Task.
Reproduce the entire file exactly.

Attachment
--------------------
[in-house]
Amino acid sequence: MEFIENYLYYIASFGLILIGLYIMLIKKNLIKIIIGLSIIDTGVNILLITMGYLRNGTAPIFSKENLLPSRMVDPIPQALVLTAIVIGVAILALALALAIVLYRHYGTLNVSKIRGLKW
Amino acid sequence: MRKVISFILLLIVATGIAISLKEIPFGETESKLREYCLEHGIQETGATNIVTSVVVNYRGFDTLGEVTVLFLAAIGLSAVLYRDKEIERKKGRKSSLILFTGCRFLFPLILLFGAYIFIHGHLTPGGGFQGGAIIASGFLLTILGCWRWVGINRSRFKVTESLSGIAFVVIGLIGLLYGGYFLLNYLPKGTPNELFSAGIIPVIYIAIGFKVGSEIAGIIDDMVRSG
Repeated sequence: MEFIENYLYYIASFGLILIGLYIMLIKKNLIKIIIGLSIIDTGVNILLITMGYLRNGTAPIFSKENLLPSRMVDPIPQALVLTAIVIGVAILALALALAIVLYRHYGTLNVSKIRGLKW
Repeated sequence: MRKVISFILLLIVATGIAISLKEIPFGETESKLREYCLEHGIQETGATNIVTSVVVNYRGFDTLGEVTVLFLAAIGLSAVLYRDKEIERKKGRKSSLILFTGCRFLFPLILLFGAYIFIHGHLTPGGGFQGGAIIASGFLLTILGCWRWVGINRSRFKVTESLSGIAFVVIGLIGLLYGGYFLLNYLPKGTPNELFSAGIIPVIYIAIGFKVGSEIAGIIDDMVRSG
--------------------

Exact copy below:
[in-house]
Amino acid sequence: MEFIENYLYYIASFGLILIGLYIMLIKKNLIKIIIGLSIIDTGVNILLITMGYLRNGTAPIFSKENLLPSRMVDPIPQALVLTAIVIGVAILALALALAIVLYRHYGTLNVSKIRGLKW
Amino acid sequence: MRKVISFILLLIVATGIAISLKEIPFGETESKLREYCLEHGIQETGATNIVTSVVVNYRGFDTLGEVTVLFLAAIGLSAVLYRDKEIERKKGRKSSLILFTGCRFLFPLILLFGAYIFIHGHLTPGGGFQGGAIIASGFLLTILGCWRWVGINRSRFKVTESLSGIAFVVIGLIGLLYGGYFLLNYLPKGTPNELFSAGIIPVIYIAIGFKVGSEIAGIIDDMVRSG
Repeated sequence: MEFIENYLYYIASFGLILIGLYIMLIKKNLIKIIIGLSIIDTGVNILLITMGYLRNGTAPIFSKENLLPSRMVDPIPQALVLTAIVIGVAILALALALAIVLYRHYGTLNVSKIRGLKW
Repeated sequence: MRKVISFILLLIVATGIAISLKEIPFGETESKLREYCLEHGIQETGATNIVTSVVVNYRGFDTLGEVTVLFLAAIGLSAVLYRDKEIERKKGRKSSLILFTGCRFLFPLILLFGAYIFIHGHLTPGGGFQGGAIIASGFLLTILGCWRWVGINRSRFKVTESLSGIAFVVIGLIGLLYGGYFLLNYLPKGTPNELFSAGIIPVIYIAIGFKVGSEIAGIIDDMVRSG